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Microsoft could have sold Lionhead, but it didn’t want to

When Microsoft announced earlier this year that it was closing longtime studio Lionhead, it was the end of an era. But it turns out that it didn't have to be. Many other companies wanted to buy up the studio rather than see it close, but Micorosft was unwilling to sell it.

Lionhead began its life as the brain child of Bullfrog alumni Peter Molyneux, along with Mark Webley, Tim Rance and Steve Jackson. Together they helped develop Black and White and the first Fable game, before the company was snatched up by Microsoft in the mid-00s.

While its success since then is debatable, it remained a well known developer and its pedigree is hard to trump. So when Microsoft announced it was shuttering the studio for good, it saddened a lot of people, but perhaps it needn't have. Although Microsoft received a lot of offers for the studio, it refused them all, as it wanted to maintain its grip on the Fable franchise.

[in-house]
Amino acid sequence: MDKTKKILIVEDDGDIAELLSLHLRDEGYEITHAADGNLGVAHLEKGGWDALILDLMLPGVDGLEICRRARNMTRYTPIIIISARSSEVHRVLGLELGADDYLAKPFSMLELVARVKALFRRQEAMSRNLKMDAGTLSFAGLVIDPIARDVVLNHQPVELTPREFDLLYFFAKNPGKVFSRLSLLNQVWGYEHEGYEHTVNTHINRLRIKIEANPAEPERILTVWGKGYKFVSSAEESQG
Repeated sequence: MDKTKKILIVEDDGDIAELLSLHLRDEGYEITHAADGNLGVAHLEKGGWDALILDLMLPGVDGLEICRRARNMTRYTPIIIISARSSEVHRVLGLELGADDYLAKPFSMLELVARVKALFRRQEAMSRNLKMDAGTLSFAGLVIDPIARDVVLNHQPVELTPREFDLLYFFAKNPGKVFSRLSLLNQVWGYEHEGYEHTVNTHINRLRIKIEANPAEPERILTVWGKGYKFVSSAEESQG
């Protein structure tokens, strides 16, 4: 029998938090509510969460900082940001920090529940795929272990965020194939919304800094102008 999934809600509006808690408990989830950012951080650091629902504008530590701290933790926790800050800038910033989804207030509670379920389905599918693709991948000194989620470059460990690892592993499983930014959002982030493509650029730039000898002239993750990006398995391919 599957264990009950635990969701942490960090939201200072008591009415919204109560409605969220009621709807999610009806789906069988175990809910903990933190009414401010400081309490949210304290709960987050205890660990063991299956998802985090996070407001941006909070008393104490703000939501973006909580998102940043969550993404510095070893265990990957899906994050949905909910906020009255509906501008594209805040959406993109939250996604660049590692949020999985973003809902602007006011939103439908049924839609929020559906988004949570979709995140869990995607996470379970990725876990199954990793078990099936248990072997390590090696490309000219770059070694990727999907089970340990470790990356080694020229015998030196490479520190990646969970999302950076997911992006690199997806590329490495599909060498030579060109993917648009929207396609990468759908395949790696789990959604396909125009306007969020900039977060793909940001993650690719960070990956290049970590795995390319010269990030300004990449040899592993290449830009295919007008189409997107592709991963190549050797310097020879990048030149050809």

Unfortunately details on which companies put in bids for Lionhead remain light, though we're assured by Kotaku that it was some of the biggest in the industry. Purportedly they offered ‘hundreds of millions' for the studio, but because Microsoft refused to sell the Fable rights along with it – despite Fable being the only truly recognisable brand Lionhead has worked on in years – they all ended up falling through.

Any company that did buy Lionhead and wanted to publish Fable games, would have had to do so with a Microsoft license. Essentially the Windows giant wanted to take its cake and eat the ball before it went home. Or something to that nature, I was never very good with idioms.

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KitGuru Says: Perhaps this does at least mean that Microsoft would consider selling the Black and White license? Does it still have it? If so, I hope someone grabs it. A VR remake of that would be stupendous. 

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